In fact, she's right where she wants to be, soaking up all the chatter about what youngsters are playing with, thinking about, watching and coveting.
"It helps keep me relevant," says Ms. Stein. "It's my anti-aging program."
Ms. Stein, who's been VP-entertainment licensing at Mattel for nearly a year and a half, uses her own informal research and a raft of traditional means to keep up with what's hip and happening in kids' lives. That information is vital when she's considering whether Mattel should create a fashion doll based on an upcoming TV show or give a Hot Wheels car a particular brand of bling-bling.
She and her team sort through scores of possibilities to come up with the few they think will work-a deal with Los Angeles customizing shop 310 Motoring, for instance, that's producing an ongoing a line of tricked-out Hot Wheels.
That licensing deal made the difference between a real tuner, something that kids aspire to own, and a wannabe.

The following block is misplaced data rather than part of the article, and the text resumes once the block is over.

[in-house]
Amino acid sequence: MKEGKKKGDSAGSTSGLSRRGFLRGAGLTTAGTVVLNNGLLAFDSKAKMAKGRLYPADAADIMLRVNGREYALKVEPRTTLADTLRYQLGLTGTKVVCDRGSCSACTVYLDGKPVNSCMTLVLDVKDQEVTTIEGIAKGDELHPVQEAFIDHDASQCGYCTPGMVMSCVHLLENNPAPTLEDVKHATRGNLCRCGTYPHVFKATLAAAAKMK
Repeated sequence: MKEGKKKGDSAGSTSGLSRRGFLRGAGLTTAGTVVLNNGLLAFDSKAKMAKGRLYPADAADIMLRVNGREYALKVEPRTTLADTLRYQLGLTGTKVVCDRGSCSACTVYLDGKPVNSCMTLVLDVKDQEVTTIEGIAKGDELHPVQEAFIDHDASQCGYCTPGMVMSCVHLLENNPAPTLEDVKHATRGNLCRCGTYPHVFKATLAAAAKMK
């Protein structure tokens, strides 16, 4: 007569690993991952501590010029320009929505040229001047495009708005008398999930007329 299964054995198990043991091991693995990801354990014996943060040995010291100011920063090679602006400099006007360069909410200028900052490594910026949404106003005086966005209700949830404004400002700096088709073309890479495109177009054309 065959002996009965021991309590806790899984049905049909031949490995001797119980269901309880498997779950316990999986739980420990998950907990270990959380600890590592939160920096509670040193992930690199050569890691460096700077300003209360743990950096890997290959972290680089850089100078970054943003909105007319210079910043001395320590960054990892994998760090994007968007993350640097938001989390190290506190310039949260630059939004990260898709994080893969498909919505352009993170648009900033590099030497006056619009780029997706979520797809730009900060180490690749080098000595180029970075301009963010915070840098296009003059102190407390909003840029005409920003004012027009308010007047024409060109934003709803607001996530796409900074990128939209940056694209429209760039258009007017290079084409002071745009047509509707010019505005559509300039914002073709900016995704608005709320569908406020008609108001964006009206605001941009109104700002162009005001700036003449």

"Faux reality doesn't work with kids," Ms. Stein says. "You have to appeal to how savvy they are.
Those who've worked with Ms. Stein over the years say she's the savvy one, with an entertainment resume that includes a stint at Warner Bros. Consumer Products, where she worked on "Space Jam," Looney Tunes, Batman and other classics.
She came to Mattel from U.K.-based Hit Entertainment, where Ms. Stein spearheaded the entry of the British property "Bob the Builder" into the U.S. market. By controlling "Bob's" rollout, Ms. Stein was instrumental in making the show and its merchandise a hit, industry mavens say. She forged deals with Hasbro, Lego Co., THQ and Brown Shoe Co.
"She had people standing in line making offers before the show was even on the air," says Gary Caplan, president of Gary Caplan & Associates and a 25-year licensing veteran.
So spot-on is Ms. Stein's perspective that Warren Kornblum, exec VP-chief marketing officer at Toys "R" Us, often asks her opinion of both emerging and mature properties.
"She has a keen sense of the kids market, of what a brand is and what you have to do to nurture and develop a brand," he says. "When she's excited about something, it's magnetic."